First of all, convincing any client to feel MORE afraid of her body, MORE disempowered, and MORE broken, is the absolute wrong way to go, in my opinion. We’re constantly blasted with messages about our own limitations, as well as being told what we “need” to do.

What we really need is for someone to empower us to feel safe in and trusting of our own bodies.

Despite my clear intention to simply have access to the Pilates machine for a movement session, this instructor managed to find, comment on, and offer suggestions for like 5 things that were wrong with– and apparently dangerous– about my body.

My guess is that this tactic helps her sell pilates packages. Which, just… ugh.

The second problem with the way she led that session was that her assessments were inaccurate.

Despite clearly not having a decent grasp on anatomy or exercise science, she felt like she either could, or should, step way outside her scope as a pilates instructor, and talk to me like a physical therapist or personal trainer.

Which drives me absolutely batshit crazy.

The fitness industry seems to have some terrible unspoken rule that all professionals must know everything about everything– fitness, fat loss, nutrition, habit change, sleep, hydration, physical therapy, you name it. Pretending to know more than you do is the status quo for most fitness professionals, and this lady was no exception.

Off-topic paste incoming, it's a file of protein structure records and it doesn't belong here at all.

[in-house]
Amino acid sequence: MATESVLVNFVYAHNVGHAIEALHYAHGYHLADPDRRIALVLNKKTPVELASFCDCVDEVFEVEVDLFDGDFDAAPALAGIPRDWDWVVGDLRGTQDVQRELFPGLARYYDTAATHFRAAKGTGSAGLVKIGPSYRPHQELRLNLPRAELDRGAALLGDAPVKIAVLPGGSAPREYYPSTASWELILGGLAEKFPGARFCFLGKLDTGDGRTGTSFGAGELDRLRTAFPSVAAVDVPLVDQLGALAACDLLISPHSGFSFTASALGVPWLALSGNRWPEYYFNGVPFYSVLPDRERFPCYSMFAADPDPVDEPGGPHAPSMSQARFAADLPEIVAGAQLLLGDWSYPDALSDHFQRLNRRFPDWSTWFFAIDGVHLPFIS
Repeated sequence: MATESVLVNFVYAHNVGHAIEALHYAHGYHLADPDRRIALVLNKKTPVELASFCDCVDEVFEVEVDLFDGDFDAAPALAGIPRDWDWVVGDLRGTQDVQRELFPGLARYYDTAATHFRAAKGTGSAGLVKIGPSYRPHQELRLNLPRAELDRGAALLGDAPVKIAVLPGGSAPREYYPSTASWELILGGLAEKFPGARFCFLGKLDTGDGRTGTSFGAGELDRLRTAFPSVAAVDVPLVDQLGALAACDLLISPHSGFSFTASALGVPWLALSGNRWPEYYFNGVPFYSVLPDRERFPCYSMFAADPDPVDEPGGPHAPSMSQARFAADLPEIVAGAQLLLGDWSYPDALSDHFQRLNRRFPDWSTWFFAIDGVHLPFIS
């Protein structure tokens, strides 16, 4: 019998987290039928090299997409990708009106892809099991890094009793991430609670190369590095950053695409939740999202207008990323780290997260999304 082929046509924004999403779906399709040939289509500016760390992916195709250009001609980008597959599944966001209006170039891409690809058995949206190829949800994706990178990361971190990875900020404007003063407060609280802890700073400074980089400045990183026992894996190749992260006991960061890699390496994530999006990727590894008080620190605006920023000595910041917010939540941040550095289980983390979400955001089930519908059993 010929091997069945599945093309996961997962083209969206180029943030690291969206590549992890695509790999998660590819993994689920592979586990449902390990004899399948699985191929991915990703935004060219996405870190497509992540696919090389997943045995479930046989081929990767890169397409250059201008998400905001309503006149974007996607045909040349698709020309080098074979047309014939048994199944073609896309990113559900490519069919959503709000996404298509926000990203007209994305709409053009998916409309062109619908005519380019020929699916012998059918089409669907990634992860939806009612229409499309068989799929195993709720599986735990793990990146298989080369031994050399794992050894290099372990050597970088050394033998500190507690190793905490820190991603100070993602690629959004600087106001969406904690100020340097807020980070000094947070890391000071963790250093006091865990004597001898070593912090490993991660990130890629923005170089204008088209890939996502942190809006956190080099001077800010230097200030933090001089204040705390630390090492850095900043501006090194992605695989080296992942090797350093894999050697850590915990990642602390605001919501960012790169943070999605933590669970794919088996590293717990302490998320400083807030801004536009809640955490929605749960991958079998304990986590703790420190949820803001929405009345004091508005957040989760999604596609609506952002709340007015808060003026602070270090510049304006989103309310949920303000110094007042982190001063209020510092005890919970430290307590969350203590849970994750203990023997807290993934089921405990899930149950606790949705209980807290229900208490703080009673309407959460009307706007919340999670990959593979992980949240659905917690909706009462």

Trust me, I get it. As mortifying as this is to admit, I did the same thing when I was just starting out as a trainer.

Before I knew anything about exercise science, I probably told clients to “squeeze their hips” and “activate their core” too. I guessed about which body parts should be working during any given move, and I told them my answer with confidence. I definitely told people that they needed to stretch more, because it sounded important and people would always nod their heads in guilty agreement.

I told people this stuff because it sold training packages, and because it’s what all the other trainers did.

But the more I learned, the more I realized I didn’t know anything. My cues changed to become more descriptive and accurate, and less vague or impossible. I started telling clients when I didn’t know the answer to their question. I stopped giving unsolicited advice, and instead on empowering my clients to focus on their internal experience, so they could gather better information and make more informed choices for themselves.

I wish I could just chalk up my bad pilates experience to a bad teacher, but I’ve tried a hearty handful of teachers and studios now, and honestly it’s always the same.

I don’t blame any of these teachers for being stupid, or malicious. Honestly. The need to sound like you know more than you do comes from insecurity. That insecurity is dangerous and disappointing though.

My instructor was probably just trying to prove her worth to me– but the more she tried, the less valuable the session became to me. After all, she already had my $65; I just wanted to move my body. She didn’t need to find imaginary problems to solve, too.

It breaks my heart that so many instructors and trainers feel like they aren’t enough; that they feel such a need to do more, be more, know more, offer more value.

I’m sure this phenomenon can be seen in other industries as well, since it boils down to human insecurity.

Would you rather go through life inauthentically trying to convince everyone that you have value, or would you rather just show up as yourself and let that be enough?

Seriously, I’m curious. Hit reply and let me know.